Don’t underestimate the power of simple diagrams to shine light on a problem. They can show how something should have worked or was broken. As our information systems become more complicated, and the threats to them more complex, we need coping mechanisms to understand and communicate what is happening especially when things go wrong. Reviewing security designs during or after an incident is often more difficult than it needs to be. Very often there is a lack of alignment between parts of the business concerning what should have happened and why it hasn’t. If someone can’t draw a diagram of what they are dealing with, I am never sure that they understand it themselves.

For me, diagrams express models of the situation and they can be simple or complex. We use hand-drawn diagrams in meetings and notes. Less frequently, we use tools to produce the images that appear in documents and presentations. On occasion, we are able to generate diagrams as part of a complex architecture (security or otherwise). Crucially, good diagrams will be as simple as they need to be for the job in hand. The acid test is whether they are useful to the people involved at the time at which they need them.

Good diagrams require investment to do them well. Diagramming has its own conventions which can immediately orient the user; think of the indication of North, or a scale, on a map. In the cyber security business, there is an added complication because the picture of what can or has gone wrong needs to be overlaid on the view of how it was intended to work.

Imagine you are in an unfamiliar city and are a little bit lost.  You don’t speak the local language well and two locals are trying to help you get to your destination.  One draws a map and the other writes a list of instructions.  Which do you think will help the most?

The collaborative production of models, diagrams, and supporting text by diverse teams can overcome inherent difficulties in the exchange of ideas. There is evidence that this collaboration helps develop more trusting relationships within teams. This needs effort to bring design and security together by using similar types of models in co-operative working. Beside the diagrams showing how the system will work, teams should work together to draw alternative versions showing scenarios where the system is being attacked or misused. Diagramming well is a capability that should be core to those responsible for securing our information.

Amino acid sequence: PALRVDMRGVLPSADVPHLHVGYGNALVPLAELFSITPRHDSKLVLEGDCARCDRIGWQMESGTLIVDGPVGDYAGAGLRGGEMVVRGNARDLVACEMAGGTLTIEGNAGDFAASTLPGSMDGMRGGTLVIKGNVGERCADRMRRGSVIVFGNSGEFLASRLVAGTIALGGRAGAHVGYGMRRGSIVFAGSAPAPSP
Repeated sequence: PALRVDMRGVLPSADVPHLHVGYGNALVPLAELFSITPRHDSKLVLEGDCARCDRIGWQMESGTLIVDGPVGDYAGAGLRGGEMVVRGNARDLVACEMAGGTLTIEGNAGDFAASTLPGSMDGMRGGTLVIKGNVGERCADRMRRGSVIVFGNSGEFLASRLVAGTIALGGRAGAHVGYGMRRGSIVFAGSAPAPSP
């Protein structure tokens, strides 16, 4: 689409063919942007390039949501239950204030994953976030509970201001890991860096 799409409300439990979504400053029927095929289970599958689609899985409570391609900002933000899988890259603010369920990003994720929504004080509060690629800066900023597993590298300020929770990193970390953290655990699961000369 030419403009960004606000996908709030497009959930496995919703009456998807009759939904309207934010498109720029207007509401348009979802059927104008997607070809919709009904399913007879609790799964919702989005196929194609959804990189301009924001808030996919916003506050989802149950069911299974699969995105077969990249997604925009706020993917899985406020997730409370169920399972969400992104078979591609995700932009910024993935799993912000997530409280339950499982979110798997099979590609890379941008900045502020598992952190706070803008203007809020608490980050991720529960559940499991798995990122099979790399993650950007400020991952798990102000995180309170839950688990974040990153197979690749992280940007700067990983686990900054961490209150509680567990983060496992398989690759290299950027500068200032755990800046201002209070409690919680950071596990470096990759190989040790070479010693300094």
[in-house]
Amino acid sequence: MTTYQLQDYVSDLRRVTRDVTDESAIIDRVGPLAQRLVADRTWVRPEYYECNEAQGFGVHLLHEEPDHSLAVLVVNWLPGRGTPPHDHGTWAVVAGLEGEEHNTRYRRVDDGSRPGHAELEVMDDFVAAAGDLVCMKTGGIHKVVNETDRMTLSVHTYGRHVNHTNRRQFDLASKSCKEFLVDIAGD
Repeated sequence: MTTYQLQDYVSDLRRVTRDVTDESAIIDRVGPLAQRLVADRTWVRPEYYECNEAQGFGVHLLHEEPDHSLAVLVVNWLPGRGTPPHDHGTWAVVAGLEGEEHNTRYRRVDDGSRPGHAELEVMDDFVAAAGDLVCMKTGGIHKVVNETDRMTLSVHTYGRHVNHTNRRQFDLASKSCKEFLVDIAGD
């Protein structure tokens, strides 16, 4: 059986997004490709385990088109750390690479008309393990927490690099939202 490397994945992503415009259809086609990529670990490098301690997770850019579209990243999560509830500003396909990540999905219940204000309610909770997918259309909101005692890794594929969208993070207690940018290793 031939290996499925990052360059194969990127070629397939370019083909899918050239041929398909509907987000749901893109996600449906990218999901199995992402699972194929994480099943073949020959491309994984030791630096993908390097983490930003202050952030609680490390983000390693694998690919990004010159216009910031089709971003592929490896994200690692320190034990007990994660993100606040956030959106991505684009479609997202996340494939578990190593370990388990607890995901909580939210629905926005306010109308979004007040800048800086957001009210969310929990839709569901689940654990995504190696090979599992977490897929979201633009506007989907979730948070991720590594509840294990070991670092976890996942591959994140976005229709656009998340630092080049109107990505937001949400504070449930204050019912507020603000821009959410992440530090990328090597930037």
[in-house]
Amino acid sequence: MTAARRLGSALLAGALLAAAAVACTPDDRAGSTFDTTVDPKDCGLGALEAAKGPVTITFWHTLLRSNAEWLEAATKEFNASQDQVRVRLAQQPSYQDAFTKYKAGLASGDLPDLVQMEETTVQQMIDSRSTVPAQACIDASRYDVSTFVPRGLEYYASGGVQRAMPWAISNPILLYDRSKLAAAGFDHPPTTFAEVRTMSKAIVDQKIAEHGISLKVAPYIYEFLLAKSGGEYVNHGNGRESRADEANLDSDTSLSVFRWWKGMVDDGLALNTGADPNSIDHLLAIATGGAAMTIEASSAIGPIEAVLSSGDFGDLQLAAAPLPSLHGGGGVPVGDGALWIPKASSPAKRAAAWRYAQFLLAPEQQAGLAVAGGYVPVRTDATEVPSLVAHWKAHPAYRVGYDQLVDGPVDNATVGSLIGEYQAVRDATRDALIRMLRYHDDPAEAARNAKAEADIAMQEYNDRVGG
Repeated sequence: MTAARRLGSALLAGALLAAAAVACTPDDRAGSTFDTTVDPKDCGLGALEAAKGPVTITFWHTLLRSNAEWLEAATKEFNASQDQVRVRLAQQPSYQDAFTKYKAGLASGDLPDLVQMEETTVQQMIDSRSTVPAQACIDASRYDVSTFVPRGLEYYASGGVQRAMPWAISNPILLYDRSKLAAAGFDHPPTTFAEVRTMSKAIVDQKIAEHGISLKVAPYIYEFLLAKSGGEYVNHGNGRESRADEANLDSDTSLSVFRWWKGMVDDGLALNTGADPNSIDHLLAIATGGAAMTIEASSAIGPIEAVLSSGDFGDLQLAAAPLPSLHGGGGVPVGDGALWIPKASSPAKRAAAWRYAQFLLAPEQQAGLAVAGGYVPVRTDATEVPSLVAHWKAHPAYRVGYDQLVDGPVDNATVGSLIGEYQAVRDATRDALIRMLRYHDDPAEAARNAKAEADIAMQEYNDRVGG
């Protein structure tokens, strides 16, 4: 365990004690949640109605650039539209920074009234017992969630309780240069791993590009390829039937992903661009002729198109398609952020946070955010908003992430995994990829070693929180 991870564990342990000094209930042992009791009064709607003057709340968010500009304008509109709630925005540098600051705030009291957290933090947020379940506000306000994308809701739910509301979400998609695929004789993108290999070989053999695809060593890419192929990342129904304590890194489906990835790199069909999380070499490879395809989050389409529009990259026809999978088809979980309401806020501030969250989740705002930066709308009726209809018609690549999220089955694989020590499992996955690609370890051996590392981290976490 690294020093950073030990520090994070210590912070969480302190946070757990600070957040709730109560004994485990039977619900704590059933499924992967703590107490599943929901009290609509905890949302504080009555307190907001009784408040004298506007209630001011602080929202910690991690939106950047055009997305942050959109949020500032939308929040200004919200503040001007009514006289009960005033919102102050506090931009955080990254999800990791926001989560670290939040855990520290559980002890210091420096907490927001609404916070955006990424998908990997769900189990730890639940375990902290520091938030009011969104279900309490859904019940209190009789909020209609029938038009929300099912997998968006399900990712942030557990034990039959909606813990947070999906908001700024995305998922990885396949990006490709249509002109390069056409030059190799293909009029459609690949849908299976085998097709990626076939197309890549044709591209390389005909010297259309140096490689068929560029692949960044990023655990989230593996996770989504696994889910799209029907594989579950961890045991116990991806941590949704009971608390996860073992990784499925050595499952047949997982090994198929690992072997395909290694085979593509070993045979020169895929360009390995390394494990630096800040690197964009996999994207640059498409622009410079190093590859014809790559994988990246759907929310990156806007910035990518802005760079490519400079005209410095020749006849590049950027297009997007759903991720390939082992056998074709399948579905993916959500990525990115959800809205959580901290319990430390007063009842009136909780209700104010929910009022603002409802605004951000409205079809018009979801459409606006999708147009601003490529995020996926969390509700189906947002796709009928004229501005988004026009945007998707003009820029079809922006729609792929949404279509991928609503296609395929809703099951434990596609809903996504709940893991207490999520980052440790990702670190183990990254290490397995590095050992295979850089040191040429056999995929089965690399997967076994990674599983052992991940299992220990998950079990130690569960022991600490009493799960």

Diagrams needn’t be confined to technology. In complex, multi-layered systems that connect a broad range of users, knowing who will be impacted, or indeed liable, in an incident is often unclear. The breadth of possible users, including the threat actors, when a system is in use is often matched by the diversity of the supply chain and responsibilities of different commercial partners. Mapping out the players in different scenarios will provide an understanding of where things might go wrong. From a systems security viewpoint, this will identify potential weak spots. Thinking through the threats and user security journeys will result in simpler and more resilient designs because vulnerabilities are pre-empted.

By using and reusing common and agreed formats to share ideas, the representation of cyber security will become part of the design. This results in better and earlier integration of security concepts. This part is very much about shutting the stable door before the horse has bolted.

This shouldn’t be a one-off activity. The continuous development of attacks presents a significant departure from more mainstream design methods. Cyber security requires its own lifecycle.  Attackers may develop, by trial and error, a sophisticated view of the workings of a system. New technology and the discovery of new or modified attacks renders systems vulnerable in ways that may not, or could not, have been considered at project initiation. This supports the need to design the monitoring and control aspects that will be required when the system is in service as well as at the beginning of the project. A defensive, and defending, mindset is required to sustain security.

So, learn how to use diagrams when explaining how your systems work and are secured. Share these views with your wider team to make sure your systems are understood simply because this will flush out weaknesses. Should something go wrong, and I think there is less risk of this for those who have prepared well, this skill will help you put things right faster and with less cost.

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